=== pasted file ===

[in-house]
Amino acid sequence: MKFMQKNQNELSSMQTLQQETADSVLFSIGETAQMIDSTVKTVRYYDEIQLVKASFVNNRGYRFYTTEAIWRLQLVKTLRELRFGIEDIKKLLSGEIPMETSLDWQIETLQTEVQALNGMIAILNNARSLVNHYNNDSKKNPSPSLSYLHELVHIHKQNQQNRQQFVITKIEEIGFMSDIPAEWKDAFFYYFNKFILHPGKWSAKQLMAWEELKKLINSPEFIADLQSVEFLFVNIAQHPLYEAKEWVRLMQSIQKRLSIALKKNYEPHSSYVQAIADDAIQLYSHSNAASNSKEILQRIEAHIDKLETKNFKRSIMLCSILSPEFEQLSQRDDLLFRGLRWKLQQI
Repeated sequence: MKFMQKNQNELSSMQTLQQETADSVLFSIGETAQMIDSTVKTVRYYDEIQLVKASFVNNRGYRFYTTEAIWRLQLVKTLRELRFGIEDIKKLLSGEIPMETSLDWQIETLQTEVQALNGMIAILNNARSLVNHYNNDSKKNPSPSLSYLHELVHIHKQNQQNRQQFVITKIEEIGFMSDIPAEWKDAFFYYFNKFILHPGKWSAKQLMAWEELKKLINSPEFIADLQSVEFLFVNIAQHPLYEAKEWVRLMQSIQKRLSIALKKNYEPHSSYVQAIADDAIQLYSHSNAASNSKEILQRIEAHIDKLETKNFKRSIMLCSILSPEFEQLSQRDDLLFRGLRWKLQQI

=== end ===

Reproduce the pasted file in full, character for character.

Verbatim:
[in-house]
Amino acid sequence: MKFMQKNQNELSSMQTLQQETADSVLFSIGETAQMIDSTVKTVRYYDEIQLVKASFVNNRGYRFYTTEAIWRLQLVKTLRELRFGIEDIKKLLSGEIPMETSLDWQIETLQTEVQALNGMIAILNNARSLVNHYNNDSKKNPSPSLSYLHELVHIHKQNQQNRQQFVITKIEEIGFMSDIPAEWKDAFFYYFNKFILHPGKWSAKQLMAWEELKKLINSPEFIADLQSVEFLFVNIAQHPLYEAKEWVRLMQSIQKRLSIALKKNYEPHSSYVQAIADDAIQLYSHSNAASNSKEILQRIEAHIDKLETKNFKRSIMLCSILSPEFEQLSQRDDLLFRGLRWKLQQI
Repeated sequence: MKFMQKNQNELSSMQTLQQETADSVLFSIGETAQMIDSTVKTVRYYDEIQLVKASFVNNRGYRFYTTEAIWRLQLVKTLRELRFGIEDIKKLLSGEIPMETSLDWQIETLQTEVQALNGMIAILNNARSLVNHYNNDSKKNPSPSLSYLHELVHIHKQNQQNRQQFVITKIEEIGFMSDIPAEWKDAFFYYFNKFILHPGKWSAKQLMAWEELKKLINSPEFIADLQSVEFLFVNIAQHPLYEAKEWVRLMQSIQKRLSIALKKNYEPHSSYVQAIADDAIQLYSHSNAASNSKEILQRIEAHIDKLETKNFKRSIMLCSILSPEFEQLSQRDDLLFRGLRWKLQQI